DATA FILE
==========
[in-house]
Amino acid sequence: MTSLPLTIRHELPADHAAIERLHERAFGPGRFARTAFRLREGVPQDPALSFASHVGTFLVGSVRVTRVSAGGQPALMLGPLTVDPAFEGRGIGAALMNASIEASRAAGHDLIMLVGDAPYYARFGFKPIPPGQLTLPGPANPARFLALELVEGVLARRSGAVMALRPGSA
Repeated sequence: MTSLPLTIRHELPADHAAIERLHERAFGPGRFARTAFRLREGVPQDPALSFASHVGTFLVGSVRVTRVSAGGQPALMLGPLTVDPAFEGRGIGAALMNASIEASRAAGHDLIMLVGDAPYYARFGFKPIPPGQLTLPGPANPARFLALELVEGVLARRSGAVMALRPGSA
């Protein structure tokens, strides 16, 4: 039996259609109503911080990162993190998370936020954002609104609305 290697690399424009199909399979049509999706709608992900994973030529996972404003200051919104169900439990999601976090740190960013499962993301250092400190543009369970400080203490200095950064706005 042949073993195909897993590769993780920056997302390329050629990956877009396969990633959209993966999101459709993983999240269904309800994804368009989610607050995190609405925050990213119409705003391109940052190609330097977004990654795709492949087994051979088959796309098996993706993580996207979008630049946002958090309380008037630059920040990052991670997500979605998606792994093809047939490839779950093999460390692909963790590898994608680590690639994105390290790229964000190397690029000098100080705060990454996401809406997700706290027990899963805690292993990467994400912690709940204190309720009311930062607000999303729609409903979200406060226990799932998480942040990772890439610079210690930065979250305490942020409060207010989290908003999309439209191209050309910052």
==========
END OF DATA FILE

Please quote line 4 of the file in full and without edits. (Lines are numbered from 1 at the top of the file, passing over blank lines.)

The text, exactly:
């Protein structure tokens, strides 16, 4: 039996259609109503911080990162993190998370936020954002609104609305 290697690399424009199909399979049509999706709608992900994973030529996972404003200051919104169900439990999601976090740190960013499962993301250092400190543009369970400080203490200095950064706005 042949073993195909897993590769993780920056997302390329050629990956877009396969990633959209993966999101459709993983999240269904309800994804368009989610607050995190609405925050990213119409705003391109940052190609330097977004990654795709492949087994051979088959796309098996993706993580996207979008630049946002958090309380008037630059920040990052991670997500979605998606792994093809047939490839779950093999460390692909963790590898994608680590690639994105390290790229964000190397690029000098100080705060990454996401809406997700706290027990899963805690292993990467994400912690709940204190309720009311930062607000999303729609409903979200406060226990799932998480942040990772890439610079210690930065979250305490942020409060207010989290908003999309439209191209050309910052």